How does one define normal wear and tear? Find out the answer here and determine whether the landlord or tenant should pay for the property repairs.
The definition of this term has always been hotly debated between landlords and tenants for a simple reason - The tenant doesn't have to pay for any property repairs due to ordinary wear and tear. In other words, the landlord has to be responsible for the repairs and cannot deduct money from the security deposit to cover repair costs.
While there is no single definition that is cast in stone, wear and tear damage can be described as such: "Deterioration in the condition of a property that occurs during normal use."
By property, we're referring to the premises and its fixtures, furnishings and appliances. By normal use, it means there was no abuse, negligence or accident involved.
So summing up everything that we have learned so far, who is responsible for what repairs in a rental property?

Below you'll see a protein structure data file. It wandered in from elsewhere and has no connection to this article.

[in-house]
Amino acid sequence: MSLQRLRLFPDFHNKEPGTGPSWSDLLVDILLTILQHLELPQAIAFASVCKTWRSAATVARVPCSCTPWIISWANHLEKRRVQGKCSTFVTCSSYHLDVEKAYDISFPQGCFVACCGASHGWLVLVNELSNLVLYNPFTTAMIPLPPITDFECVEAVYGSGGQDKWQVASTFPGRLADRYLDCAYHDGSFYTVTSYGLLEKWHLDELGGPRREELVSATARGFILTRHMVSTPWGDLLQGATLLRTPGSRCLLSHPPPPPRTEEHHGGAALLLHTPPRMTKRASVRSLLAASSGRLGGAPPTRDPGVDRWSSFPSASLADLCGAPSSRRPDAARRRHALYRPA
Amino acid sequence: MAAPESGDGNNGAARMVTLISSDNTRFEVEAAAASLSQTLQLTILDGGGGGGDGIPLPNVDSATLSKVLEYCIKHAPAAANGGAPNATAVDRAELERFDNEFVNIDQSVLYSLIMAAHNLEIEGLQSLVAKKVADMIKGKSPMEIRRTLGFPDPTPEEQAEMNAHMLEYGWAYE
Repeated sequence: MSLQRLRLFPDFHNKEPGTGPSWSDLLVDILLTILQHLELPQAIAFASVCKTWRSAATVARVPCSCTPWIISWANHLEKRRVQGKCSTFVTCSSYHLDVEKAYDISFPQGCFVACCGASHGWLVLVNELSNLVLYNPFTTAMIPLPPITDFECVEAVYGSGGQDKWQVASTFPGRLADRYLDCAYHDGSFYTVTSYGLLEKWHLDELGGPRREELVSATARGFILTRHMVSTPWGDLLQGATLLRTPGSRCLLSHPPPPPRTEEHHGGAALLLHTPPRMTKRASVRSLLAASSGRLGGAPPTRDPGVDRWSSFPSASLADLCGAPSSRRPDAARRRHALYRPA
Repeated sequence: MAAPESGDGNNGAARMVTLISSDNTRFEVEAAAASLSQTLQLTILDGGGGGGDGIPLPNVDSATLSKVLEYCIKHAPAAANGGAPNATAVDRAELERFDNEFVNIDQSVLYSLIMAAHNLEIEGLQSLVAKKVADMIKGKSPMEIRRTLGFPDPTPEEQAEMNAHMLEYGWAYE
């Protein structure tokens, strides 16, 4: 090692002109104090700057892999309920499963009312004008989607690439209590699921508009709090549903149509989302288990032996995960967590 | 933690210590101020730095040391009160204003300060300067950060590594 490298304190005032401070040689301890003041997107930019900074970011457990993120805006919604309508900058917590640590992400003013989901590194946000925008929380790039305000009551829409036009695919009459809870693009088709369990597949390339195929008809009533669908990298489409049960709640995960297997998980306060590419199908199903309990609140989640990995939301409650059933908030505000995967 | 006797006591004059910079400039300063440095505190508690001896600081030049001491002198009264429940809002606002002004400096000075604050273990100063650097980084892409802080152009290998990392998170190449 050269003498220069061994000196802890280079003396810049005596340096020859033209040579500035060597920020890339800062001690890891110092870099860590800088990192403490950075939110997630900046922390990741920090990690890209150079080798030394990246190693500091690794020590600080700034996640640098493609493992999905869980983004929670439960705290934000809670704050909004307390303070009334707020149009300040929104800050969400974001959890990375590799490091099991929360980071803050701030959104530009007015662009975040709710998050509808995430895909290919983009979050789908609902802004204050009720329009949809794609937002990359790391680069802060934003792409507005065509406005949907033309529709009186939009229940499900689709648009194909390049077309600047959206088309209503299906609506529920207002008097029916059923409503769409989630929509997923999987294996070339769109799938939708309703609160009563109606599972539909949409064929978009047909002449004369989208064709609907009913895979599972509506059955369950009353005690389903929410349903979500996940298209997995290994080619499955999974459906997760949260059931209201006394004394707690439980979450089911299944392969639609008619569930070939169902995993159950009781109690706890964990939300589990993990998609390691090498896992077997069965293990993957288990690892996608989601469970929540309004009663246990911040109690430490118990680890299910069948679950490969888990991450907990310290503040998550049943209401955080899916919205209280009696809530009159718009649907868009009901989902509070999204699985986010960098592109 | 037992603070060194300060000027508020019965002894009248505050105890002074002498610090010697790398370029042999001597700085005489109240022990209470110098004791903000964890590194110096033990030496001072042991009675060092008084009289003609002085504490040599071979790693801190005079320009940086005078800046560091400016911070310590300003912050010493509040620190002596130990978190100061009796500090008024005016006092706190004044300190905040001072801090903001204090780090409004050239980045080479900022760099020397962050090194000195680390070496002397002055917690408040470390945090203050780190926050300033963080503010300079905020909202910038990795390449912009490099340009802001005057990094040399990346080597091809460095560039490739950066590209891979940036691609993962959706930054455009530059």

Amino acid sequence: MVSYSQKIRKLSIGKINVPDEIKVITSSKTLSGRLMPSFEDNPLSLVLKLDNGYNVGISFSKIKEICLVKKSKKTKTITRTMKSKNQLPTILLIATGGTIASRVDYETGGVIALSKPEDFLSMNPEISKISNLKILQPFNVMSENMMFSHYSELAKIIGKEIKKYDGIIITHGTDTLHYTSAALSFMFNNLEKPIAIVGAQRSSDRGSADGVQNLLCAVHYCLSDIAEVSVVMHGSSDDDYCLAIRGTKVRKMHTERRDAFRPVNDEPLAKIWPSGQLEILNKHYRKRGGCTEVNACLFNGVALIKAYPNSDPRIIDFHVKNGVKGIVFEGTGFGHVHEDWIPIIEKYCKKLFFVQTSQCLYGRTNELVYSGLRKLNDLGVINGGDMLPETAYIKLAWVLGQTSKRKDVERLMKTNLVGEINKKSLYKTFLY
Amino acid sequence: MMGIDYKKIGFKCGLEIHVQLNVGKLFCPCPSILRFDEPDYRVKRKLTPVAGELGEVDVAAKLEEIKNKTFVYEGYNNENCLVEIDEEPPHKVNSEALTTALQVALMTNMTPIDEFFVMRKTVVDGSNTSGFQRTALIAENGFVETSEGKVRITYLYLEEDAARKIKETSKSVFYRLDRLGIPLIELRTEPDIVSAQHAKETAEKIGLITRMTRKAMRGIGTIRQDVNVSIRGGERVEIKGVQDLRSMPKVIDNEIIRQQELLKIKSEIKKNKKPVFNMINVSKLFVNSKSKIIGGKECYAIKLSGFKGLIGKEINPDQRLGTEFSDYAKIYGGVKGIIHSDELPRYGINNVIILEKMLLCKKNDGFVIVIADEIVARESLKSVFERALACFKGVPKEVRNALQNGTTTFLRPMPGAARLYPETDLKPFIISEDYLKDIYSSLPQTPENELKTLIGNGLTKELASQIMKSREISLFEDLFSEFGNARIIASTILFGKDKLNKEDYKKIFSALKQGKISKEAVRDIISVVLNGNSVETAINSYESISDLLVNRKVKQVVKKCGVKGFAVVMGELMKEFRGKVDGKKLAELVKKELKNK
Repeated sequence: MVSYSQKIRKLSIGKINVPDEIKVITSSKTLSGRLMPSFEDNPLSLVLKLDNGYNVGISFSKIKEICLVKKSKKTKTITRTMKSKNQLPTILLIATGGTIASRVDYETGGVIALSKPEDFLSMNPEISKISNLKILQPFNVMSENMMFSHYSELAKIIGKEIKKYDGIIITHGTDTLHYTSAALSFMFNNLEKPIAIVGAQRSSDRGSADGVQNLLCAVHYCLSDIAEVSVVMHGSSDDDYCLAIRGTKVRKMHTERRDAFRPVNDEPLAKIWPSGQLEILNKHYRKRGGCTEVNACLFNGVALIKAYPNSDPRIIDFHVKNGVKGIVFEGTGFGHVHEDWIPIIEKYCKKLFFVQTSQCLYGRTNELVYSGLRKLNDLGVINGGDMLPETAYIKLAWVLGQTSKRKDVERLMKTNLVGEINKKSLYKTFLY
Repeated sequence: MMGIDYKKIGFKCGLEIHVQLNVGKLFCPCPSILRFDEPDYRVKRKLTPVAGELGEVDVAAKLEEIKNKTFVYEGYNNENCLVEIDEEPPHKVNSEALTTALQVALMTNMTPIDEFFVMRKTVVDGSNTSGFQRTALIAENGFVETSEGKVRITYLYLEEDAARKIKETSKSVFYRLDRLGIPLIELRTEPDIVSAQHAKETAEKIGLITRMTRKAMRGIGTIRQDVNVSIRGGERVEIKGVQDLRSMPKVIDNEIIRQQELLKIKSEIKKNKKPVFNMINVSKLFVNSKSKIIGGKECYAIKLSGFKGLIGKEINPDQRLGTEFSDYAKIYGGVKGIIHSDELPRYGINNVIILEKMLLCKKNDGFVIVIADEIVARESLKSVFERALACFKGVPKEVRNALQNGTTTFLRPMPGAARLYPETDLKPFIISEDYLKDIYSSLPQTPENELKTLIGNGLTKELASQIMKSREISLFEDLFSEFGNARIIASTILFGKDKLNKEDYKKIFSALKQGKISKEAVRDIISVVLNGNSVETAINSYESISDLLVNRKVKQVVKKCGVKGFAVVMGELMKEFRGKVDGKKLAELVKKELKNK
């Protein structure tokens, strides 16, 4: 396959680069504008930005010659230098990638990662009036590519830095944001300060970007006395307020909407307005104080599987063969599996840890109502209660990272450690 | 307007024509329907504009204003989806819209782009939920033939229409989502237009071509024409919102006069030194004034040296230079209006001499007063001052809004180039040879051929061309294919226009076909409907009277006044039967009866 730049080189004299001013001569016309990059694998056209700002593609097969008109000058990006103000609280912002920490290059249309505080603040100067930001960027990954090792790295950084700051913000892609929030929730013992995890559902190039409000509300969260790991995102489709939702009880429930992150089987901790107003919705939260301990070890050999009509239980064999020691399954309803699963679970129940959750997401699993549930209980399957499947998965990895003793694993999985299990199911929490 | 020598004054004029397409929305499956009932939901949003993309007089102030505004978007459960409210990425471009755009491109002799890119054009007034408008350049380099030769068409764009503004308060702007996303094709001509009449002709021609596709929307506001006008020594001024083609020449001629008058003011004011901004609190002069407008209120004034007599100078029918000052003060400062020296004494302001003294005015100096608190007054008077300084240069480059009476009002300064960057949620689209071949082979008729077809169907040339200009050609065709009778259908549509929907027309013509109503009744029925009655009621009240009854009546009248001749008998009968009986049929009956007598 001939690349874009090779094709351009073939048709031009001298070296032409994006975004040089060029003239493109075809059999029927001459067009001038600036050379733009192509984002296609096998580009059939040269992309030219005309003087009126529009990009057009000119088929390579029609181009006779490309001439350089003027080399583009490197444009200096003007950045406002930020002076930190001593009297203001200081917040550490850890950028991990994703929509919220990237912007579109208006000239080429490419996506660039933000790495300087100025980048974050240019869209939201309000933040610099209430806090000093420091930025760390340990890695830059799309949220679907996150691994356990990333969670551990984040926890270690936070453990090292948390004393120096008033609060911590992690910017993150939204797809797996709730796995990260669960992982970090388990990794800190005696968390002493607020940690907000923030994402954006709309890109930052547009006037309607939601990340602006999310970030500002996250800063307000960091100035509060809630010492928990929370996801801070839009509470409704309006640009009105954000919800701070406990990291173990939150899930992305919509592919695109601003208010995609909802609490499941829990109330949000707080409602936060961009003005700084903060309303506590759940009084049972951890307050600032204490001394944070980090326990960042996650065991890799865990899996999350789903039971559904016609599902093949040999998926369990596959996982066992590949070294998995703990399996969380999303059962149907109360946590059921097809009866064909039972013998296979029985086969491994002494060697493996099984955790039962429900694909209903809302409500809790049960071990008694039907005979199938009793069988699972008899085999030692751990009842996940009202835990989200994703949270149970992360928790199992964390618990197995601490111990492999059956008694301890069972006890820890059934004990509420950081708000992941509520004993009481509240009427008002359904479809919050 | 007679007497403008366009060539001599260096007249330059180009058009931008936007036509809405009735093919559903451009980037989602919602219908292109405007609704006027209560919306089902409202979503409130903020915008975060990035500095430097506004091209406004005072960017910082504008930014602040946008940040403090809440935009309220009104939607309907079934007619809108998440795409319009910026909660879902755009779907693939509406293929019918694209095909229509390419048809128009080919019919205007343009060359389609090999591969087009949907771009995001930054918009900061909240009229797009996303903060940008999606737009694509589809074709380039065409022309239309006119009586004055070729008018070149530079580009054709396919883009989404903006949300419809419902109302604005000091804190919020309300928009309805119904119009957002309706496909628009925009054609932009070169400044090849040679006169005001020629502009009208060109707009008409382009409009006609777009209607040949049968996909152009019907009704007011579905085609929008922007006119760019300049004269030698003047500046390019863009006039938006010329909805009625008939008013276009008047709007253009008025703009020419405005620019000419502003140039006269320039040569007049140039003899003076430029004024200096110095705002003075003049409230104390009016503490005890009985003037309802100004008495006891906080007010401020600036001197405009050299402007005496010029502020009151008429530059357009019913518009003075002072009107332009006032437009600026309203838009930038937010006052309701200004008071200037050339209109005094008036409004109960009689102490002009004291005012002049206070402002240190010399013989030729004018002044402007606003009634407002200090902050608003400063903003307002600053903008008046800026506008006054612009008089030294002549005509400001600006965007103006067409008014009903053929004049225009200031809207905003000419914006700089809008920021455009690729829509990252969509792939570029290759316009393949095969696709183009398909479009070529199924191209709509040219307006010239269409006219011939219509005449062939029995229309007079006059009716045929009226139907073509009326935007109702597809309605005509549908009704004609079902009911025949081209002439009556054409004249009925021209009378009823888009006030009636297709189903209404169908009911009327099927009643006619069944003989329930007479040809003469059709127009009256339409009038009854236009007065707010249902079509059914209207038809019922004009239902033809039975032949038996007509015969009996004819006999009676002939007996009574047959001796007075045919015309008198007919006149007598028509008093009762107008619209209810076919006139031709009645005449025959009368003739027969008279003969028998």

Landlord - Responsible for wear and tear damage and maintaining the rental property in a habitable condition.
Tenant - Responsible for property damages caused by abusive, negligent or accidental actions of the tenant, the tenant's guests and the tenant's pets.
If you're a rental property owner, then we highly recommend that you make use of our landlord inspection checklist to conduct home inspections before the tenant moves in and at the end of a lease.
Reasonable Wear and Tear
So recapping on what we have covered so far, "reasonable wear and tear" column = what the landlord has to repair or replace and "damages" column = what the tenant has to repair or pay for.